We can do something similar with the discriminator. All the variables in the discriminator start with discriminator.

Then, in the optimizer we pass the variable lists to var_list in the minimize method. This tells the optimizer to only update the listed variables. Something like tf.train.AdamOptimizer().minimize(loss, var_list=var_list) will only train the variables in var_list.

In [15]:
# Optimizers
learning_rate = 0.002

# Get the trainable_variables, split into G and D parts
t_vars = tf.trainable_variables()
g_vars = [var for var in t_vars if'generator')]
d_vars = [var for var in t_vars if'discriminator')]

d_train_opt = tf.train.AdamOptimizer(learning_rate).minimize(d_loss, var_list=d_vars)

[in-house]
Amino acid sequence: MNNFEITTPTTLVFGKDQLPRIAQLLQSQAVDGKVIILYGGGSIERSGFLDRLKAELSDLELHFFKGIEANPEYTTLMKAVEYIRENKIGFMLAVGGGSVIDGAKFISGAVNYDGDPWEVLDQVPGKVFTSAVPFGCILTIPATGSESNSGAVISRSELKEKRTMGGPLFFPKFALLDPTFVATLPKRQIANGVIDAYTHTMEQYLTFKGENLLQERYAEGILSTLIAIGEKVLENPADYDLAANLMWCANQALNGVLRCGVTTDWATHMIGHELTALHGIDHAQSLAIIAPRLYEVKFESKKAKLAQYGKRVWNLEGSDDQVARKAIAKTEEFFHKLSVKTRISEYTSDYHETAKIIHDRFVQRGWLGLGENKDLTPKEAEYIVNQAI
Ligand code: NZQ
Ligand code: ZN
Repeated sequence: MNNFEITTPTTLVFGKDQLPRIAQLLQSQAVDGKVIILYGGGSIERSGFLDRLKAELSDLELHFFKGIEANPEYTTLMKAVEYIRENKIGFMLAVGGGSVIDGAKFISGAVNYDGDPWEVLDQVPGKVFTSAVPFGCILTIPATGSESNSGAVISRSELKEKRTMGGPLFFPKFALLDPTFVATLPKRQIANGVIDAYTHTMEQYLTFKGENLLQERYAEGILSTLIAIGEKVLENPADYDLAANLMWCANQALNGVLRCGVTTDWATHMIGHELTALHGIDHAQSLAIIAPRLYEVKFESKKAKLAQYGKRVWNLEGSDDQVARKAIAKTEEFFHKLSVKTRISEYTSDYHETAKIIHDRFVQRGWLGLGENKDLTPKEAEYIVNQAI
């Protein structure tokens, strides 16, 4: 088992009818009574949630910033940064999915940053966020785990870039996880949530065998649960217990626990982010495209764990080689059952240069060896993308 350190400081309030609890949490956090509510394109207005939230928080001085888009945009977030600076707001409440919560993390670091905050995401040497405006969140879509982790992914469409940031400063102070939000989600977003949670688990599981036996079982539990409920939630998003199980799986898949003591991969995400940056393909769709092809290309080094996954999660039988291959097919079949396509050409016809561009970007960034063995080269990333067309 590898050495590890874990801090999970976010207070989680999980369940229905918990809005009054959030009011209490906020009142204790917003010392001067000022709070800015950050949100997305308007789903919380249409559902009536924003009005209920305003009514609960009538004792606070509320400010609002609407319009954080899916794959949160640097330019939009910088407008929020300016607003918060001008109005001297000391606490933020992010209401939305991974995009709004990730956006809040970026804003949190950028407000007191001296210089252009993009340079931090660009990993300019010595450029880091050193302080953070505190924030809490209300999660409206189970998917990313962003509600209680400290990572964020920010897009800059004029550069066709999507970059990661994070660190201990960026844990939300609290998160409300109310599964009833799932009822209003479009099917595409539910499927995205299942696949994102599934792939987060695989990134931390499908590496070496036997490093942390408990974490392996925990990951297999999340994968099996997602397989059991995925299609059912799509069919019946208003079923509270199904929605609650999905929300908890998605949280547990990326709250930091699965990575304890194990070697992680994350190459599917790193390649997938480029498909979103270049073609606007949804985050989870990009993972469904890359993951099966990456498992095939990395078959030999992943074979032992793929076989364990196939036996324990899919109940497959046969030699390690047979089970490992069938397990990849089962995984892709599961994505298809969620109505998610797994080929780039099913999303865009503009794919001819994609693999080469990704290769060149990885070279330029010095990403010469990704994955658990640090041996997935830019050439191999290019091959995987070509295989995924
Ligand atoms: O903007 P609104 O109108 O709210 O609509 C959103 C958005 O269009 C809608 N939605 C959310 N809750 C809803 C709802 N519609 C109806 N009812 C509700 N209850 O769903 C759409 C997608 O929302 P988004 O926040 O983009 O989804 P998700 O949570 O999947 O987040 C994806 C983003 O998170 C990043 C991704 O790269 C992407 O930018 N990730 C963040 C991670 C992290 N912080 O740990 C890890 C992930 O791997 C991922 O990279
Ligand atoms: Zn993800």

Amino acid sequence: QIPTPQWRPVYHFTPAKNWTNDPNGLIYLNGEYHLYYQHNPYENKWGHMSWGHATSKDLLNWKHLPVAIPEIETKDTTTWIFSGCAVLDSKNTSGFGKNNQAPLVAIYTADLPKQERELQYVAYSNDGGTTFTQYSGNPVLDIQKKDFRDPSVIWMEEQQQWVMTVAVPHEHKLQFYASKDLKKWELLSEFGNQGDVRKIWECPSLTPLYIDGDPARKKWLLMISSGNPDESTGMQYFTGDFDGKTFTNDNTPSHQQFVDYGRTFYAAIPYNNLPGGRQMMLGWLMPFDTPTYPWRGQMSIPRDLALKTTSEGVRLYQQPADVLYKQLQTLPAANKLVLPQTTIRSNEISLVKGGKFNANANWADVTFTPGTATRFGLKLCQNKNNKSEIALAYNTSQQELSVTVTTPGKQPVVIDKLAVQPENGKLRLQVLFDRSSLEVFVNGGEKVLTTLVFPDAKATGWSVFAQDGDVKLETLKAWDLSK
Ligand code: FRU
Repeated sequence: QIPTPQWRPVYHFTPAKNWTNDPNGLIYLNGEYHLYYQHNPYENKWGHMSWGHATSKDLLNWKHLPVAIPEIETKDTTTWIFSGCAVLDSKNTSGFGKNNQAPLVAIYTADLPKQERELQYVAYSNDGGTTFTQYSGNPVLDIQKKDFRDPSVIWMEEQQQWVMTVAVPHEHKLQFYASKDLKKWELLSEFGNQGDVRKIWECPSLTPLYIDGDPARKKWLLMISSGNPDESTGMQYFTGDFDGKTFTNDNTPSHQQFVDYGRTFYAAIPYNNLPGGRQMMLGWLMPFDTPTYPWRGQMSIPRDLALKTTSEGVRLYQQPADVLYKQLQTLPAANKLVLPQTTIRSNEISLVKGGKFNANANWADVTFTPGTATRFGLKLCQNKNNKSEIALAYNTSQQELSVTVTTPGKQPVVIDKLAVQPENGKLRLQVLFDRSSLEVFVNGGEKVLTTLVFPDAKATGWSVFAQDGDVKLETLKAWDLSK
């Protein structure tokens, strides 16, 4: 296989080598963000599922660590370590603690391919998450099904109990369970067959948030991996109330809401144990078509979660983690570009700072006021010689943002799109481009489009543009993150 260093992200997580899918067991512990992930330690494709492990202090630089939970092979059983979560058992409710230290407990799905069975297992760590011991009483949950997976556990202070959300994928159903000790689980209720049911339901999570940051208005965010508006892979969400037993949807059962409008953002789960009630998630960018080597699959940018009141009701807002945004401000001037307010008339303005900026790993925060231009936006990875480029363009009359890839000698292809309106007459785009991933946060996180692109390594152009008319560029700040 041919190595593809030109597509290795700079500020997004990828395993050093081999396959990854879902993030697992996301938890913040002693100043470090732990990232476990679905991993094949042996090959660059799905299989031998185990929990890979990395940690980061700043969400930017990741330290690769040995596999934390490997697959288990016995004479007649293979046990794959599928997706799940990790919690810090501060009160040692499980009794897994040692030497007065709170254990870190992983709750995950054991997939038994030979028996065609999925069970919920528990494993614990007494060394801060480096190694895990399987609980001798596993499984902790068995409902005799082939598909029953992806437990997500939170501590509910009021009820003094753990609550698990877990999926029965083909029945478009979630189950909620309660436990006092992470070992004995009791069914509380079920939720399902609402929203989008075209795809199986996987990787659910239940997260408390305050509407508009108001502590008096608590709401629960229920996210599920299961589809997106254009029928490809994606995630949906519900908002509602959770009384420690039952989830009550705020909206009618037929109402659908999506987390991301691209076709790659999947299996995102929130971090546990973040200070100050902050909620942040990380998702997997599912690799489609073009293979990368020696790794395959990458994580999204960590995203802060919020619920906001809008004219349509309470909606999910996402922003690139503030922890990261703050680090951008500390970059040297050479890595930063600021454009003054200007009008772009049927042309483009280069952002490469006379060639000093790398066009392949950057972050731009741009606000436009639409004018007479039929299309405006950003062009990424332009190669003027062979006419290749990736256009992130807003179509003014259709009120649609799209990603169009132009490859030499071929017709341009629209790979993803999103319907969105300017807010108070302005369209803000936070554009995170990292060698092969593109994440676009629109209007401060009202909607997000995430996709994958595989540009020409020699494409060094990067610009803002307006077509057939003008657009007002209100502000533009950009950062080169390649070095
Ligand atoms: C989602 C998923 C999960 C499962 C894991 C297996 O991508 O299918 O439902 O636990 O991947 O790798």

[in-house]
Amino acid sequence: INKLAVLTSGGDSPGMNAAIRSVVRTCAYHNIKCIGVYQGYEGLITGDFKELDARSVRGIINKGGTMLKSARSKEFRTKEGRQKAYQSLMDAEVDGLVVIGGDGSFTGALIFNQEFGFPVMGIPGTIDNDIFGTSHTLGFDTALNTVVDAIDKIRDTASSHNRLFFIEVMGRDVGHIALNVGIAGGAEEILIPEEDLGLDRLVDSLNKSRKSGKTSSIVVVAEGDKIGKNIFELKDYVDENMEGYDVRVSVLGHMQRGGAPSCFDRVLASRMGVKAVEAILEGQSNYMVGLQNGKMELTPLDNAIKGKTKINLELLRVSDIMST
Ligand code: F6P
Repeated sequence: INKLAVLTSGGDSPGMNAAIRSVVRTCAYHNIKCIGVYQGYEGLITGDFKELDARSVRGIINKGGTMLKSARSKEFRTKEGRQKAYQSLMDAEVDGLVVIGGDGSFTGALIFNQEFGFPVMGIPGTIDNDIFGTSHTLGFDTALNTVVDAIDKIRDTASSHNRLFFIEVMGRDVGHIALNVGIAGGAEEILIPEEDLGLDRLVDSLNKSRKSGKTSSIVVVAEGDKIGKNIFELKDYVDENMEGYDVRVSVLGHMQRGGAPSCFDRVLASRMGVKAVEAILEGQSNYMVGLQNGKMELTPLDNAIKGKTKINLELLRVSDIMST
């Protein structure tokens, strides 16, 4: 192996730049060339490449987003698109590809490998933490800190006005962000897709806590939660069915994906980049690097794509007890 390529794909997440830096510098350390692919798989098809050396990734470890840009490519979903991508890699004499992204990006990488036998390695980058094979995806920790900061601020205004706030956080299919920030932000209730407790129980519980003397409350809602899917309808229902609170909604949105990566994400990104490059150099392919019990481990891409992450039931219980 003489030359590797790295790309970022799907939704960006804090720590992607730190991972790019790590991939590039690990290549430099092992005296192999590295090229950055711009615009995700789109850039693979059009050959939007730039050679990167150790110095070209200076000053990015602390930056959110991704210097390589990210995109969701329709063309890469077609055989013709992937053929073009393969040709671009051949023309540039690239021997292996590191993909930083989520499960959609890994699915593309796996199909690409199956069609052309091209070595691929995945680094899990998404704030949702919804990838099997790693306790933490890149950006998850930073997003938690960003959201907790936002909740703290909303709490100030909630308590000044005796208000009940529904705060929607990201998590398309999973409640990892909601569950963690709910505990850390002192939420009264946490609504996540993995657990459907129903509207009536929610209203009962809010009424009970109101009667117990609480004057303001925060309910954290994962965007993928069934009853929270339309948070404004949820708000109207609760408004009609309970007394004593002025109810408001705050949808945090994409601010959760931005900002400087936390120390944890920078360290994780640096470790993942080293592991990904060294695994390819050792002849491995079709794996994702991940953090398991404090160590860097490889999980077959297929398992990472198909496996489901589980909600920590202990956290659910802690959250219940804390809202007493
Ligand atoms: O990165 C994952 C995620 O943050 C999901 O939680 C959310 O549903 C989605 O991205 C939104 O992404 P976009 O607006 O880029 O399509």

g_train_opt = tf.train.AdamOptimizer(learning_rate).minimize(g_loss, var_list=g_vars)


In [ ]:
batch_size = 100
epochs = 100
samples = []
losses = []
# Only save generator variables
saver = tf.train.Saver(var_list=g_vars)
with tf.Session() as sess:
    for e in range(epochs):
        for ii in range(mnist.train.num_examples//batch_size):
            batch = mnist.train.next_batch(batch_size)
            # Get images, reshape and rescale to pass to D
            batch_images = batch[0].reshape((batch_size, 784))
            batch_images = batch_images*2 - 1
            # Sample random noise for G
            batch_z = np.random.uniform(-1, 1, size=(batch_size, z_size))
            # Run optimizers
            _ =, feed_dict={input_real: batch_images, input_z: batch_z})
            _ =, feed_dict={input_z: batch_z})
        # At the end of each epoch, get the losses and print them out